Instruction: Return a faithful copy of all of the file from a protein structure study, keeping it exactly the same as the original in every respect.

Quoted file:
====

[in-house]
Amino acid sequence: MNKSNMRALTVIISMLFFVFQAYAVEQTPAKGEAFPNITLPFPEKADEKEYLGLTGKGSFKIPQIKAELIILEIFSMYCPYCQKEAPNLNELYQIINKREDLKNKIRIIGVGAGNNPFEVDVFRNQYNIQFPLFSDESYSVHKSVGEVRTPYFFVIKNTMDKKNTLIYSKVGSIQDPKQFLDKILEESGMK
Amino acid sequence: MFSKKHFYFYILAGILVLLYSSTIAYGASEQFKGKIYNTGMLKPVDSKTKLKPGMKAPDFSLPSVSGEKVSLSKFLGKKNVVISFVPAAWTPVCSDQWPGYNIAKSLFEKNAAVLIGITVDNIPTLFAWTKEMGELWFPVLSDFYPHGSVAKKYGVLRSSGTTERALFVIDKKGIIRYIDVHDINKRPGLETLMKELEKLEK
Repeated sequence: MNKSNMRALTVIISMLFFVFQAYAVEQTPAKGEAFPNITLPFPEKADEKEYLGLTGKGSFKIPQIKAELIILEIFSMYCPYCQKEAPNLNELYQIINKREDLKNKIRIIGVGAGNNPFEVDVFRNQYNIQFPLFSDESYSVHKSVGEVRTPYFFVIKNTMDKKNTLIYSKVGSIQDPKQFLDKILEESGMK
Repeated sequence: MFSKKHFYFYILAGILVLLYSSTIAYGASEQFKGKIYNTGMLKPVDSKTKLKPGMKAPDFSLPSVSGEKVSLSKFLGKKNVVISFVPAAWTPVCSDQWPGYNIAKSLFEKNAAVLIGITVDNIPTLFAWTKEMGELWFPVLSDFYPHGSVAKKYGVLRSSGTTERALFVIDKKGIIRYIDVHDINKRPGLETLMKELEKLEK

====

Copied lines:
[in-house]
Amino acid sequence: MNKSNMRALTVIISMLFFVFQAYAVEQTPAKGEAFPNITLPFPEKADEKEYLGLTGKGSFKIPQIKAELIILEIFSMYCPYCQKEAPNLNELYQIINKREDLKNKIRIIGVGAGNNPFEVDVFRNQYNIQFPLFSDESYSVHKSVGEVRTPYFFVIKNTMDKKNTLIYSKVGSIQDPKQFLDKILEESGMK
Amino acid sequence: MFSKKHFYFYILAGILVLLYSSTIAYGASEQFKGKIYNTGMLKPVDSKTKLKPGMKAPDFSLPSVSGEKVSLSKFLGKKNVVISFVPAAWTPVCSDQWPGYNIAKSLFEKNAAVLIGITVDNIPTLFAWTKEMGELWFPVLSDFYPHGSVAKKYGVLRSSGTTERALFVIDKKGIIRYIDVHDINKRPGLETLMKELEKLEK
Repeated sequence: MNKSNMRALTVIISMLFFVFQAYAVEQTPAKGEAFPNITLPFPEKADEKEYLGLTGKGSFKIPQIKAELIILEIFSMYCPYCQKEAPNLNELYQIINKREDLKNKIRIIGVGAGNNPFEVDVFRNQYNIQFPLFSDESYSVHKSVGEVRTPYFFVIKNTMDKKNTLIYSKVGSIQDPKQFLDKILEESGMK
Repeated sequence: MFSKKHFYFYILAGILVLLYSSTIAYGASEQFKGKIYNTGMLKPVDSKTKLKPGMKAPDFSLPSVSGEKVSLSKFLGKKNVVISFVPAAWTPVCSDQWPGYNIAKSLFEKNAAVLIGITVDNIPTLFAWTKEMGELWFPVLSDFYPHGSVAKKYGVLRSSGTTERALFVIDKKGIIRYIDVHDINKRPGLETLMKELEKLEK